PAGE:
The “fabulous” T2 security chip in recent Macs is, apparently, unrepairably flawed. This is particularly irksome given the recent spate of issues related to downgrading from Catalina.
No need to panic though.
From the article:
- an attacker would need physical access to target devices
- the compromise isn’t “persistent”; it ends when the T2 chip is rebooted
- the jailbreak doesn’t give an attacker instant access to a target’s encrypted data
“There are plenty of other vulnerabilities, including remote ones that undoubtedly have more impact on security,” a Checkra1n team member tweeted on Tuesday
Yes, I read that too and, really, if a determined individual has your machine, all bets are off. That’s nothing new.
This, however, points out some of the added complications we’re putting up with because of the T2.
Yep. Power failures while installing firmware is a bad situation for nearly all devices. I imagine it would be a pain when installing firmware and/or macOS on a non-T2 Mac as well.
I would like to know what it means to “reboot” the T2. That word does not tend to imply a process as invasive as what restoring the T2 to Apple’s default configuration, something the article asserts is necessary and which would require a complete reinstall of the OS and data.
As things stand, I’m much, much happier to have a T2 in my Macs than not. That may change, of course.
Unfortunately the state of technology is so complex that it takes much longer than anticipated to get something in a final state.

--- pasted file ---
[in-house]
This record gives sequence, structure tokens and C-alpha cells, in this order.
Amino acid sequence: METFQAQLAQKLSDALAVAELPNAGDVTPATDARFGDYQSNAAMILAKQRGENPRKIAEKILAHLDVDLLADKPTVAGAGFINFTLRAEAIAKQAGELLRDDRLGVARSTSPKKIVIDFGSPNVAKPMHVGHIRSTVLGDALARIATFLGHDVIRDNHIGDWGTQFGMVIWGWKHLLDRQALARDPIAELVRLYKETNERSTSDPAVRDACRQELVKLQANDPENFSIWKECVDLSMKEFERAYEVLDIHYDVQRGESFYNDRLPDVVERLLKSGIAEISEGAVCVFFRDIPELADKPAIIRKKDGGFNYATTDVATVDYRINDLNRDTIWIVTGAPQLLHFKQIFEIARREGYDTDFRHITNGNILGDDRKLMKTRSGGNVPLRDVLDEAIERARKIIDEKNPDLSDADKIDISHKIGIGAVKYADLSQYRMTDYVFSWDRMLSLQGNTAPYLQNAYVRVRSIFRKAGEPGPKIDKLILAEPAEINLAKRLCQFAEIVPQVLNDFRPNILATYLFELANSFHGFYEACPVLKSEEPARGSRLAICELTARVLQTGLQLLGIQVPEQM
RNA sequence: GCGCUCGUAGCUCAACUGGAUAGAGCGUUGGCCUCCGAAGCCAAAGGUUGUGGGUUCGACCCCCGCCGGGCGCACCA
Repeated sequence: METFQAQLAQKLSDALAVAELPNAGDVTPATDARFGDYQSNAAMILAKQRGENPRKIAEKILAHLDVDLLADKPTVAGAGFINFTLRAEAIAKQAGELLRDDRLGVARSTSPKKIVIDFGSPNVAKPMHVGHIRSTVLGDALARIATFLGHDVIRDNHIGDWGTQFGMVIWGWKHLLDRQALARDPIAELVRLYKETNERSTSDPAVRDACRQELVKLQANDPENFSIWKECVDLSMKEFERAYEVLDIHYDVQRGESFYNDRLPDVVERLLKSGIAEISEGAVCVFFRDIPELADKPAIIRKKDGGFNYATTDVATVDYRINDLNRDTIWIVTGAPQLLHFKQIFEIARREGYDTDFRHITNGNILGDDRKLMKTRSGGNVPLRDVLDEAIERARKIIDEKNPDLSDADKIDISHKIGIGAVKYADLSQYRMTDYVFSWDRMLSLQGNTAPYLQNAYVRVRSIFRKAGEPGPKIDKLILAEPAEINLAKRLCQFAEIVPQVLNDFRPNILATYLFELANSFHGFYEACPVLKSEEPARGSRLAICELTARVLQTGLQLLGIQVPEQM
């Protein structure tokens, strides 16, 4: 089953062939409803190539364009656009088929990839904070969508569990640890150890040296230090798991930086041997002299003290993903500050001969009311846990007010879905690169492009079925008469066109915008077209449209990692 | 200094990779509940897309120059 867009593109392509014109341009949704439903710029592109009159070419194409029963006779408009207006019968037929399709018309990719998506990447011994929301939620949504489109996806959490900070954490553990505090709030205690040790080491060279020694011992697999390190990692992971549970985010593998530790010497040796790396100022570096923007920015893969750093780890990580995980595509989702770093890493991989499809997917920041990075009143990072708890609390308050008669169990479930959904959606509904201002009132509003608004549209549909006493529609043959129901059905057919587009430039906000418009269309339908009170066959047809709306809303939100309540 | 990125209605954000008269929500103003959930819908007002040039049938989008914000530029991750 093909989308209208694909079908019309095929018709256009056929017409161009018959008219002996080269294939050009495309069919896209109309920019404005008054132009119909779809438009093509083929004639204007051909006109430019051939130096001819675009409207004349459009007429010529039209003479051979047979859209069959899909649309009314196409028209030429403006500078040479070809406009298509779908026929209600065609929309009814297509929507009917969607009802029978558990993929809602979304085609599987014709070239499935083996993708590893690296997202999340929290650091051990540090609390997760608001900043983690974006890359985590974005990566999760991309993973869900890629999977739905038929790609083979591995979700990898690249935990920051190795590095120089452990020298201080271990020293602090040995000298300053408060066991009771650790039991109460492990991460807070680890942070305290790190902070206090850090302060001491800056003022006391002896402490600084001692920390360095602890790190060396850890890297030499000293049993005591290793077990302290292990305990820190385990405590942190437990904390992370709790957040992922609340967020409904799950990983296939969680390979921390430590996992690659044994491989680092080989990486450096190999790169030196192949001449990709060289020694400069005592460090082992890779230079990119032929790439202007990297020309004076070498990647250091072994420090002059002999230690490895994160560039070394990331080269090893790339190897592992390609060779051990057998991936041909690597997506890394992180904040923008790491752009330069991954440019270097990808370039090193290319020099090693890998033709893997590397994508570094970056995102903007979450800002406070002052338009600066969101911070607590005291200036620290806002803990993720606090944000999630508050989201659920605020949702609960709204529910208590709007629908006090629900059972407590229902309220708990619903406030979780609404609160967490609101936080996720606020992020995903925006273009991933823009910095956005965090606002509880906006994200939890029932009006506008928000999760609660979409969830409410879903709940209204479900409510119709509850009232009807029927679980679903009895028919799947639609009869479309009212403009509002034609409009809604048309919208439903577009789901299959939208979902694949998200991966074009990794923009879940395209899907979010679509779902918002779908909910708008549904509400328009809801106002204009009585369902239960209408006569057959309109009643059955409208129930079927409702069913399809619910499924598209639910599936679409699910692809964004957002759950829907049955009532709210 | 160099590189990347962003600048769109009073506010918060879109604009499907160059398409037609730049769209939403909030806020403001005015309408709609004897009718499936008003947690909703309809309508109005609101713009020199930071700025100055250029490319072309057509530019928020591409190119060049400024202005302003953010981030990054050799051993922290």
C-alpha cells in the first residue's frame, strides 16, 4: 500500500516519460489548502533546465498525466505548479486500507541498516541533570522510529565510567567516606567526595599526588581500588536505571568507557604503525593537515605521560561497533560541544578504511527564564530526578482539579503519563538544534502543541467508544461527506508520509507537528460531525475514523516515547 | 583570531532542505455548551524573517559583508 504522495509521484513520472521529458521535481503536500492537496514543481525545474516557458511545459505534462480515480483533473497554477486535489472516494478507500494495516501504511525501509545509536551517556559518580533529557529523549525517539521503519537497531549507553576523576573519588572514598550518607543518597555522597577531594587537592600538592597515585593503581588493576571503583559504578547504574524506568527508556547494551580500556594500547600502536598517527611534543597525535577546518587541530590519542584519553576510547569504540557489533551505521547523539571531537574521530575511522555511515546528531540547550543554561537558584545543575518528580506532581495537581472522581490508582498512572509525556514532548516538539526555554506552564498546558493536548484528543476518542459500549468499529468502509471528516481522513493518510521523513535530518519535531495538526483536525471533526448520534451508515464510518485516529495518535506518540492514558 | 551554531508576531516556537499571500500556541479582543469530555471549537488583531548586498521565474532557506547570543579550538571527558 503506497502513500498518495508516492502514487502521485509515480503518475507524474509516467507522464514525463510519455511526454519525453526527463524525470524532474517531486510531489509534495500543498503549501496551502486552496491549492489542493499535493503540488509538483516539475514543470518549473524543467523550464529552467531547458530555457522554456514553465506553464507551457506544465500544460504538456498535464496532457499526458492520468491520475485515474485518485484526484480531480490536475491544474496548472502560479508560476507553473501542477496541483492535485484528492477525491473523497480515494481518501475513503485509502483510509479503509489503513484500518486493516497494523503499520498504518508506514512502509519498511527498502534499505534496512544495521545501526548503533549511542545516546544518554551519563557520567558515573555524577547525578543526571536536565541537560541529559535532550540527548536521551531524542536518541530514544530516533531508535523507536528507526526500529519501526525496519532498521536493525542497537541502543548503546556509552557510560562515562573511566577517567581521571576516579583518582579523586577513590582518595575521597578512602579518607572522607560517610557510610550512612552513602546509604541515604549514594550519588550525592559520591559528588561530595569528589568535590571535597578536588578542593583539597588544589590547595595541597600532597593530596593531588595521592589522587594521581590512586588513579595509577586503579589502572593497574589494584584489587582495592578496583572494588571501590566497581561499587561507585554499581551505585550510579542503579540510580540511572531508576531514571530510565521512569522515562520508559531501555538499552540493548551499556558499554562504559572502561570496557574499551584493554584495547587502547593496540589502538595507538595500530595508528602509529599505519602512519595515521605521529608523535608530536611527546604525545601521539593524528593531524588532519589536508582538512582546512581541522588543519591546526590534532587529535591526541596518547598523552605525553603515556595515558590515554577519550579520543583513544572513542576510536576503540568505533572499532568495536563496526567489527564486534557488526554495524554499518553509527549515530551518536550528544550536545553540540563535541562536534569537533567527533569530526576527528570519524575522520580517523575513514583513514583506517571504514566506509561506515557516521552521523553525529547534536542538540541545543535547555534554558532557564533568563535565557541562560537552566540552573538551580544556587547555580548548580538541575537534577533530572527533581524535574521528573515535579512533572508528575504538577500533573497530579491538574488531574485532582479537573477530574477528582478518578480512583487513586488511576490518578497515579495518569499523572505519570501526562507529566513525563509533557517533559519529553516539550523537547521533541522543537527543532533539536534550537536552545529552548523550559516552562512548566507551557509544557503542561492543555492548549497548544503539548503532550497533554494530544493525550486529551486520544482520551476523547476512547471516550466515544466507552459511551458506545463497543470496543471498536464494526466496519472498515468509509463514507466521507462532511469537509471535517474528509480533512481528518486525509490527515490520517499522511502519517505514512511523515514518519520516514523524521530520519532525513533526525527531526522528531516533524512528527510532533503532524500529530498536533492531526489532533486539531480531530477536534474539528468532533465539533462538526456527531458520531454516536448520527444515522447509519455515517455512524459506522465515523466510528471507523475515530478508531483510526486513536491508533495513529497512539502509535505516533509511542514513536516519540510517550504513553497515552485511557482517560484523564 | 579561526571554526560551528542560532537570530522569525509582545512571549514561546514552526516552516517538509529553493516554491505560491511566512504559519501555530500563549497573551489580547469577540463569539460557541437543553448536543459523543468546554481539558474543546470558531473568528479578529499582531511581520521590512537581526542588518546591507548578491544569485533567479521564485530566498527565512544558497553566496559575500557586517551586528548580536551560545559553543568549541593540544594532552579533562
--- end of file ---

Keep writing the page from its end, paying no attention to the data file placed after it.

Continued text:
I work in the semiconductor industry for decades and ALWAYS the chip designers state that first silicon will work. I plan my schedule counting on it not to work and first silicon NEVER works but I must always do this designer dance.
The reason is now with the reduction in geometries there are literally billions of transistors. My job was supposed to be obsoleted decades ago as a test engineer as BIST (Built-in Self-Test) was supposed to render testing obsolete.
Well like the empty draw at home or the hard disk it is always filled up and despite having billions of transistors the designers use this as additional functionality and BIST does not get invited to the party.
So billions of transistors, coupled with millions of variations of users along with hackers that having not better to do except trying to exploit flaws leads to situations where it just takes longer to weed out all possible variations.
I am sure that these holes will be plugged in the next design upgrade of the T2.
I often wondered why companies so not employ these hackers so I did some research and as you imagine hackers tend not to be model employees.
So instead I see many companies go to a bounty system and offer rewards for any person finding bugs or holes in security. It seems like a good compromise.
Unfortunately, Apple always maintains this air of secrecy.
Interesting info on the T2, including its operating system.